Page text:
Quincy Troupe

By Keita, Nzadi Zimele | American Visions, February-March 1993 | Go to article overview

Quincy Troupe


Keita, Nzadi Zimele, American Visions


His work spills color and speed. There are railroads and city streets and music in that speed. And though poet Quincy Troupe plays no instrument, music is a force that has a place in his writing.

Music has been his inspiration since his birth in the St. Louis of the 1940s, a place and time saturated with jazz and the blues. Troupe remembers St. Louis as "a very hard-working town, known for its steel mills, foundries and packing houses ... a switchover point where all the railroads came together. The Mississippi River brought all kinds of musicians - on riverboats from New Orleans, Natchez and so on - Dizzy Gillespie, Count Basie, Ella Fitzgerald, Billy Eckstine, whoever was the band of the day."

St. Louis guided Troupe with a firm hand, investing him with a well-cultivated allegiance to the blues, in its musical and literary manifestations. And it hangs on fiercely, in his broad,_expressive face, in his rusty laughter, in the slaughterhouses and rail yards and green hills of his poetry. "I ain't talkin' about going down to the bar, eatin' barbecue, drinking 15 gallons of whiskey, slobbering all over women, shooting somebody and then walkin' around singin' the blues," he explains. "I'm talking about the blues as a cultural form of historical importance, which produced jazz, which produced bebop, which produced rhythm and blues, which produced rock and roll."

This is a long line of begats, and a long line of African Americans figures in Troupe's work. Poems from his current volume, Weather Reports (Harlem River Press, 1991), reach out to jazz and the blues, honoring, Troupe says, "the continuum of African spirituality, where the music comes from. The music of Mahalia Jackson and Lightnin' Hopkins and Miles Davis and Charlie Parker are one and the same; it's all coming out of the same pool."

A poem spirited by the music is "Follow the North Star Boogaloo," sparked by Troupe's eavesdropping on a street corner: "I followed these young people in Harlem one day, and I was listening to them talkin' about all kinds of stuff. ... So [the poem] has their voice, which is a young, irreverent kind of voice, and then there's my voice, and then the voice of history commenting on all this stuff. It's all moving together, though, so you don't really know which is which, except by shifts in tone." Teeming with references to history and the arts, Weather Reports shows Troupe pulling the past and the present together.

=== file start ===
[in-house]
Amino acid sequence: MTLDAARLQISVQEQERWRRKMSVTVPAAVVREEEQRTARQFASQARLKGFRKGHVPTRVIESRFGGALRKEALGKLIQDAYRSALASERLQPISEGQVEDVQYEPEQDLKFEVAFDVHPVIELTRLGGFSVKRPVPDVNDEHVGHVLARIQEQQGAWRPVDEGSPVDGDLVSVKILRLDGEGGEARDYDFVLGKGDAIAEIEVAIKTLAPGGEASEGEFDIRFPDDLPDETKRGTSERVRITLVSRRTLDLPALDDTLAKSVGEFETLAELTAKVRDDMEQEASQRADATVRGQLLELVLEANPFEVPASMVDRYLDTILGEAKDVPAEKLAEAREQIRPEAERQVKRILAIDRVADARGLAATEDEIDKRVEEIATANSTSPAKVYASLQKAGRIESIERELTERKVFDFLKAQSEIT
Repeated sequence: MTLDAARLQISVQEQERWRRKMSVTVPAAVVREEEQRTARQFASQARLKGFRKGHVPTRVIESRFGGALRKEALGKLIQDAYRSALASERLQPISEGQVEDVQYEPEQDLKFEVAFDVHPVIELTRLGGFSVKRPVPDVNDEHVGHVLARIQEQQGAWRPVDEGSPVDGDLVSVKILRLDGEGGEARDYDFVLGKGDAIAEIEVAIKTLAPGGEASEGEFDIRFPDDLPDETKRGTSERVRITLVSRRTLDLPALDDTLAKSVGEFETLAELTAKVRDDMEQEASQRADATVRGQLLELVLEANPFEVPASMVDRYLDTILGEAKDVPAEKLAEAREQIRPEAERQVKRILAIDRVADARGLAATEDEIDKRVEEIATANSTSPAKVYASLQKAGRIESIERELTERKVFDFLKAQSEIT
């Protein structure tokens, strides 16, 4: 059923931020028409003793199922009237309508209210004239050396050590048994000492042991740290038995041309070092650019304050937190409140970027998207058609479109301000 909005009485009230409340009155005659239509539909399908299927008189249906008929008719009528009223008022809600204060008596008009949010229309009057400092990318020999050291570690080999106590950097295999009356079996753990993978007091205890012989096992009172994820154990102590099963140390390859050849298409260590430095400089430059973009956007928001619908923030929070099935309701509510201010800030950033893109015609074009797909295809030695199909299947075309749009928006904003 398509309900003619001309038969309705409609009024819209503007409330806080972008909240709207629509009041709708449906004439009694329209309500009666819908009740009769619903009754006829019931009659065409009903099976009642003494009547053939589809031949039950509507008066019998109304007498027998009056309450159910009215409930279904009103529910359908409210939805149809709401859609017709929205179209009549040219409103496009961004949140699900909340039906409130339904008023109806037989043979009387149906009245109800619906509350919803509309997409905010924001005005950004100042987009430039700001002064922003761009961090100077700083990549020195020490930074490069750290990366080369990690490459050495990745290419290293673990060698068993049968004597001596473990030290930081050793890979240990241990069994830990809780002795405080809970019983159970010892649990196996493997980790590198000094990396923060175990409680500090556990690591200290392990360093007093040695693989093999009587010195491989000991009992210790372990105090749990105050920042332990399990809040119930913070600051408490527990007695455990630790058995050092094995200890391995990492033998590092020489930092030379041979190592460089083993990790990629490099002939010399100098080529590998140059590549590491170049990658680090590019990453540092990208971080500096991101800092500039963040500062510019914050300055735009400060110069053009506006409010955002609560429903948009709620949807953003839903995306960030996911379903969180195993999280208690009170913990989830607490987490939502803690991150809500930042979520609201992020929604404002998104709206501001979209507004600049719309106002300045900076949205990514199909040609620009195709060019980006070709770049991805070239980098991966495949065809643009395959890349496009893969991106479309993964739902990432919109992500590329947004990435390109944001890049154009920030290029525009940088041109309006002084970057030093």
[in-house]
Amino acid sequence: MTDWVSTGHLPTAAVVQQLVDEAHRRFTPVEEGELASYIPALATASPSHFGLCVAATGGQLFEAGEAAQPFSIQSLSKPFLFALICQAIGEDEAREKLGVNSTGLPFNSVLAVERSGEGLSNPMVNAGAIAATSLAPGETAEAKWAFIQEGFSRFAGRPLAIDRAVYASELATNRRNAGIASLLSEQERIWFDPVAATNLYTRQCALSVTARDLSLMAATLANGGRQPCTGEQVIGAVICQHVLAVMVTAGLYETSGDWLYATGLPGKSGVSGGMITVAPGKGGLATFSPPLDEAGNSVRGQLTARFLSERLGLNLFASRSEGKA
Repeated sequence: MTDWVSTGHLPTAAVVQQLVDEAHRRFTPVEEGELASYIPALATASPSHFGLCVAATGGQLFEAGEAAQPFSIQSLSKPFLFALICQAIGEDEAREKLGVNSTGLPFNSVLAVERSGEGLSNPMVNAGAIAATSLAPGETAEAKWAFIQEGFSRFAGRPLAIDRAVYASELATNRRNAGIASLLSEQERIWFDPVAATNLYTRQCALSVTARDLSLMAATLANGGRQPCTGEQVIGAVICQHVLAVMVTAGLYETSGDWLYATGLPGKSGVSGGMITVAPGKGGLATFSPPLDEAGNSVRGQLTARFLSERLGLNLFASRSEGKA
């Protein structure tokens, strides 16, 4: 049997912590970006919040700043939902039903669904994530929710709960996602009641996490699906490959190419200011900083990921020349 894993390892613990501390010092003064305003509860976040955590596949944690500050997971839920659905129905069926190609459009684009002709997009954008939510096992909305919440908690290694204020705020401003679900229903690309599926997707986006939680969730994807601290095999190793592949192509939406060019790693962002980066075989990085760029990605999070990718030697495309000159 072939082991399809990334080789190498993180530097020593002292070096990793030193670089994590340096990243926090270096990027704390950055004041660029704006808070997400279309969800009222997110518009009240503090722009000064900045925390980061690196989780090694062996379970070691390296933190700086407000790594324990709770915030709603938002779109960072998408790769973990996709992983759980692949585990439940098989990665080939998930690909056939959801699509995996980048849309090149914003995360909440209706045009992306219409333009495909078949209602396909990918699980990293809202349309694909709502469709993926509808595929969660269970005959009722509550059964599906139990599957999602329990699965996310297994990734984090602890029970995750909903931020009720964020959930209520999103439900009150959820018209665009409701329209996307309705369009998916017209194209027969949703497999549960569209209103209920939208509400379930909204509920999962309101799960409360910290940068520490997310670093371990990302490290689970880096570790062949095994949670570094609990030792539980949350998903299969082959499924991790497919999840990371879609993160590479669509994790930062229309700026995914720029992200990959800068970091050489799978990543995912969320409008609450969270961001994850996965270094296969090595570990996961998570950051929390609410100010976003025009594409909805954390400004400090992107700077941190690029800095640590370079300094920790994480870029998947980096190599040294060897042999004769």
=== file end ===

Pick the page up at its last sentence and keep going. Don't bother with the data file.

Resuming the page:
Troupe's publisher, Glenn Thompson, is pleased with Harlem River Press' investment. "There's tremendous credibility in having Quincy with us; we're very proud. Weather Reports is doing extremely well, and its sales enable Harlem River Press to take on less well-known writers. I think we're brave to publish poetry in a climate of recession, [but] we want to survive also." To help shift the balance of publishing power, "it's important for known black writers to consider the alternatives. ... Quincy sets an example."

In his inventive collections of poetry Snake-Back Solos (I. Reed Books, 1979) and Skulls Along the River (I. Reed Books, 1984), Troupe blends myth, history and the spiritual world with the tangibles of daily life; he also blends music and metaphor. Music has always been a talisman for Troupe, but it has become distinctly so in recent years. A biography of Hugh Masekela and a book of interviews with Madonna and Sting are in the pipeline. In 1991 Troupe scripted a film, Thelonious Monk: American Composer, for Multiprises Film in New York, and he won the 1990 American Book Award for his revealing collaboration with Miles Davis, Miles: The Autobiography (Simon & Schuster, 1989). The award - and filmmaker Spike Lee's recent decision to make Miles his next film project-capped the book's resounding success, which brought Troupe international acclaim.

He attributes the book's appeal to his slightly irreverent approach - "He didn't scare me. I wasn't in awe or anything; I loved his music, and he was one of my early heroes, but I told him that that was where it stopped, that he was a human being.

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